Facebook allows you to not only have friends that can see all of what's posted on your timeline, but lets you subscribe to others that may not be your friends. Only public posts will be viewable to those people.
If you prefer not to have public subscribers and followers on Facebook or want to customize whether or not they can comment on your public posts, you can do so easily with Facebook for both iPhone and iPad. Here's how:
We've all had those times where our friends and family members upload Facebook photos of us that we preferred they didn't. At that point, your option is really to delete the photo or hide it from your timeline. And what if you don't want your location shared but friends start checking you in places without your knowledge?
If you prefer screening the content people tag you in before it ends up on your Facebook timeline, you can easily do so by changing some account settings. Here's how:
The iPhone and iPad both have notification options that can make separating our real world lives and digital lives a little more manageable. Let's take a look at how Notification Center and Do Not Disturb mode can help.
Safari for iPhone and iPad will track your search history by default. For users that either share devices with other users or just don't want people nosing through their porn browsing history - hey, we don't judge! - you can enable private browsing which won't track what you're doing and what sites you're visiting.
Today on Talk Mobile the topic is social network privacy, with a particular emphasis on Facebook and employers. The question of the week is whether or not your employer should be entitled to ask for your Facebook password. Most of us will most likely say absolutely not.
That doesn't mean they can't snoop anything you haven't made private or available to only friends. That's why it's a good idea to check your Facebook privacy settings now and again. You can even do it right from the Facebook app for iPhone and iPad. Here's how:
Whether you know it or not, your iPhone and iPad actually tracks what you're doing in Safari for several reasons. The main ones being to speed up browsing and to store logins. On the down side, website data can also be used for tracking purposes. If you'd rather not have sites track you, clearing out this data now and again is a good idea.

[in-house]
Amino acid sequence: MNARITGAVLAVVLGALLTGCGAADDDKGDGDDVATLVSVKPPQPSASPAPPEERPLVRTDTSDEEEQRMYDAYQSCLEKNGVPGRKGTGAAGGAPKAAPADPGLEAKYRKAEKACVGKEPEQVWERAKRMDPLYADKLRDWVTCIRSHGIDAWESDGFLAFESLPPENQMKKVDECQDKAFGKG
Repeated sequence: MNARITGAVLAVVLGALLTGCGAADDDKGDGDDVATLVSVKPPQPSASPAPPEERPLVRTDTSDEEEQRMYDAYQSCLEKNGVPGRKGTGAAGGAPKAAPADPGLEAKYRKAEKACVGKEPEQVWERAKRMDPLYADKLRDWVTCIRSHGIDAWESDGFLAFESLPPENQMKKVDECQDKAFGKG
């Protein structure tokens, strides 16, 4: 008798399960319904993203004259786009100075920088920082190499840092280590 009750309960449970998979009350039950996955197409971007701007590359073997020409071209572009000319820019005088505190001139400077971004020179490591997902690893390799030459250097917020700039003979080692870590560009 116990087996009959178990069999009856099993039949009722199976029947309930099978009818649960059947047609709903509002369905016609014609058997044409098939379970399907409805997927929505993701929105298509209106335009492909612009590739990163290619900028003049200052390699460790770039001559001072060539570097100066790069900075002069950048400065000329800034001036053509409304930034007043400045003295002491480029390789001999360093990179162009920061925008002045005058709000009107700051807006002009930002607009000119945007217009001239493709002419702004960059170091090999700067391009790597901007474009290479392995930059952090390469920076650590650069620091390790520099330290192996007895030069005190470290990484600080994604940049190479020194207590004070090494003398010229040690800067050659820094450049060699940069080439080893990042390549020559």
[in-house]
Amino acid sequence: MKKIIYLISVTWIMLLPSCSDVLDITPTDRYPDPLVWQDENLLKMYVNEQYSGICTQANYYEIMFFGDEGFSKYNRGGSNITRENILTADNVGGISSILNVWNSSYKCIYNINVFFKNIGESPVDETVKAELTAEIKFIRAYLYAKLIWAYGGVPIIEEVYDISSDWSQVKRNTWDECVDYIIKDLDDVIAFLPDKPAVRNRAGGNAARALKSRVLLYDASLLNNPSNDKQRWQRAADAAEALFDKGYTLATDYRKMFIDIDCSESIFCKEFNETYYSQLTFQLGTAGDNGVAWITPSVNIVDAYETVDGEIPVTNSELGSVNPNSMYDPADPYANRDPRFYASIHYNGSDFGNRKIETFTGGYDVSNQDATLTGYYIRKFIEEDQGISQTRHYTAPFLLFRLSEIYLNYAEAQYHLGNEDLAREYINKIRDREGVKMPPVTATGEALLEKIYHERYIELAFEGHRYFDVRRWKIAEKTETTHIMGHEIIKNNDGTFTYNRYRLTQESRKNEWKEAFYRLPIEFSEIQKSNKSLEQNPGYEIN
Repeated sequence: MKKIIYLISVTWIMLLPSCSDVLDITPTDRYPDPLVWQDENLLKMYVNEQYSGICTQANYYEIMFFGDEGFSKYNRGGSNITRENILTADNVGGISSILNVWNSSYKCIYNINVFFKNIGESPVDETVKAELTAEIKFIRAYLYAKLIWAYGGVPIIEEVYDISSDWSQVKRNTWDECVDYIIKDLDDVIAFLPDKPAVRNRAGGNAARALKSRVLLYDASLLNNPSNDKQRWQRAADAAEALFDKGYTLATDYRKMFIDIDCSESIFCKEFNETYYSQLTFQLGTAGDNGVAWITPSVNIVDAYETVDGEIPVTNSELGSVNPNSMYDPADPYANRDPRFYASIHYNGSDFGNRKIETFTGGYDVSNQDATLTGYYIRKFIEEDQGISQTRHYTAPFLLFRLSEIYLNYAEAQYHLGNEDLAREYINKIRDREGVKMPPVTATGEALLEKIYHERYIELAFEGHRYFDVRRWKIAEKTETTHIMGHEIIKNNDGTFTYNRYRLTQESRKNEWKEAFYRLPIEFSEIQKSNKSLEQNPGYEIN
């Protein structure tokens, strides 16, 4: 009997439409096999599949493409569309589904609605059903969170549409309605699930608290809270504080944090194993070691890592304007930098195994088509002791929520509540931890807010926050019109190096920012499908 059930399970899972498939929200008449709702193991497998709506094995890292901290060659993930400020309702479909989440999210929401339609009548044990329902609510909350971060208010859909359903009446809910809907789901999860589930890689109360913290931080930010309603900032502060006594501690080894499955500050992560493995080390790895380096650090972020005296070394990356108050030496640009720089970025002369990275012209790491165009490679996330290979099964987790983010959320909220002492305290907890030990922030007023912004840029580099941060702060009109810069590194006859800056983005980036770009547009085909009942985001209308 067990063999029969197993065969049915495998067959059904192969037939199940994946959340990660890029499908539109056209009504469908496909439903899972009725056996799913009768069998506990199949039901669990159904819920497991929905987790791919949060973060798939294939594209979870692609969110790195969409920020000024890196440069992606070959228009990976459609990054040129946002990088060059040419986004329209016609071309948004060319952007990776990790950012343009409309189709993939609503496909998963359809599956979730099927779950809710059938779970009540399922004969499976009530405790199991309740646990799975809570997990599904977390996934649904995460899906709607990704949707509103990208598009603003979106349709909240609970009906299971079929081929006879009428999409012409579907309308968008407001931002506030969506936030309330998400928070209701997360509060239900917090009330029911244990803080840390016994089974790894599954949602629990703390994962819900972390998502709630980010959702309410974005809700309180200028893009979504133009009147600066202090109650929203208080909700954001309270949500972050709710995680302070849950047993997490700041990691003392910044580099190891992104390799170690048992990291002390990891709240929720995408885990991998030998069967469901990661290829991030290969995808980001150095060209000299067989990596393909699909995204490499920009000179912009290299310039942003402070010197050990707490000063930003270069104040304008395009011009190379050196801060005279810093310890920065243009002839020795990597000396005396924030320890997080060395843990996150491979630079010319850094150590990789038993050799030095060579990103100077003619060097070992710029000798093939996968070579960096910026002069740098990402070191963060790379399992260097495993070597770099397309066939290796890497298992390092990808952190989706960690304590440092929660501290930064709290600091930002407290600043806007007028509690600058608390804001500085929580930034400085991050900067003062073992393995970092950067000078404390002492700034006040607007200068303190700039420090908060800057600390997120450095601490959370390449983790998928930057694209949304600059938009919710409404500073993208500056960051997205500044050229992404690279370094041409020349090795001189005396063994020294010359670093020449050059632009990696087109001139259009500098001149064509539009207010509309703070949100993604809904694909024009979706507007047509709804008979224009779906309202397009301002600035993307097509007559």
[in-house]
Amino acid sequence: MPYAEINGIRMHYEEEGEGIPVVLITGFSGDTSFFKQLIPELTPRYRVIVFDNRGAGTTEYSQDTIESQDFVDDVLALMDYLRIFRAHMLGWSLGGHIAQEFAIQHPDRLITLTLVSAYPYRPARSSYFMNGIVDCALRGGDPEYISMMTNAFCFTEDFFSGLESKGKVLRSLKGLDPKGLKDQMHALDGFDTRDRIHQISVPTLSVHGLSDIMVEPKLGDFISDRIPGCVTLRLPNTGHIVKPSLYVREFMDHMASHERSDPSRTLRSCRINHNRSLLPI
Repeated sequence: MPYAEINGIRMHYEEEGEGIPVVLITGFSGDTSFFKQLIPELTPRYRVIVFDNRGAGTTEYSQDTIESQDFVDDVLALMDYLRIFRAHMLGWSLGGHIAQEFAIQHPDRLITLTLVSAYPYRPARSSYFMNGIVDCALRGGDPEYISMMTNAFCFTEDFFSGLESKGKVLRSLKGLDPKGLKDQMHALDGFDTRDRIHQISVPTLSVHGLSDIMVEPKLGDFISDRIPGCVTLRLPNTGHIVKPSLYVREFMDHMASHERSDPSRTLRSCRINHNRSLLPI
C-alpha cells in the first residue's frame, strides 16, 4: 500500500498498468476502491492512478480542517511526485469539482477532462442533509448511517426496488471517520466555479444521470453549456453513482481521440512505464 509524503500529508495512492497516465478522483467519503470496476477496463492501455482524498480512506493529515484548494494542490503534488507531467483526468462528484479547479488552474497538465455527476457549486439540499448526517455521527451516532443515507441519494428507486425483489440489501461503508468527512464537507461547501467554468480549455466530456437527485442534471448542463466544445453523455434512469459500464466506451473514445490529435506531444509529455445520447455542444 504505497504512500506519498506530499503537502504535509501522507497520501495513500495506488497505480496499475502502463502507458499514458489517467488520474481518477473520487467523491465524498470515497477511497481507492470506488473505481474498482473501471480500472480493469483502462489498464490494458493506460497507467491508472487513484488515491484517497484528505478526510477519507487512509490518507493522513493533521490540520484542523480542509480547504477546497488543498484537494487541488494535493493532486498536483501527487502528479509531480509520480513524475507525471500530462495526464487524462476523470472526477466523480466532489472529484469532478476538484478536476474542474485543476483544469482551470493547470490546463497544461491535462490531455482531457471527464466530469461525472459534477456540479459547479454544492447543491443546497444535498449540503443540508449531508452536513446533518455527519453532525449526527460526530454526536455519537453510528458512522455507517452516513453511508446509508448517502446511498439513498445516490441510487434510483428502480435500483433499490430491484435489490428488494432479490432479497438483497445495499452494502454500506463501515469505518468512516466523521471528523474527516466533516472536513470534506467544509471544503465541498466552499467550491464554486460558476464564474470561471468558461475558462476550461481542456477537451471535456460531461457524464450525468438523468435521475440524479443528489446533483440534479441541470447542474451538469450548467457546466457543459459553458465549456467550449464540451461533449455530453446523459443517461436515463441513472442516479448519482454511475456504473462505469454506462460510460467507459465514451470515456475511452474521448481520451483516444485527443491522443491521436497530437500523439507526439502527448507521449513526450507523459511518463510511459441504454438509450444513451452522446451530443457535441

If you've got an iPhone or iPad running iOS 6 or higher, you've got Guided Access. This feature is especially great to use with small children that you don't want to have access to certain apps. Once you've launched them into the app they are allowed to be in, you can take it one step further by disabling touch for certain areas of the screen you may not want them having access to.
If you've got a passcode set on your iPhone, Siri and Passbook will still work by default on your Lock screen. This means that anyone who wants to talk to Siri or use one of your passes will still be able to. While it's convenient, it can be a bit unsafe. If you prefer having to use your passcode in order to use them, you can easily do so through the Settings app.
iOS 6 brings with it granular privacy controls so you can now fine tune exactly what built-in and App Store apps can access your location and share it on a pre-app basis. If you prefer not to have any apps accessing your location, you can disable location services altogether. If you don't want your favorite Twitter app to locate you, you can turn it off while still allowing your Weather app or the Camera access.
iOS 6 brings a lot of new features with it, including granular Privacy controls in Settings. Given previous controversies surrounding apps accessing your contacts, it's important to make sure that only apps you specifically allow have access to your contacts, and only for as long as you allow it. With Privacy, you can grant and revoke permission to access your contacts at any time.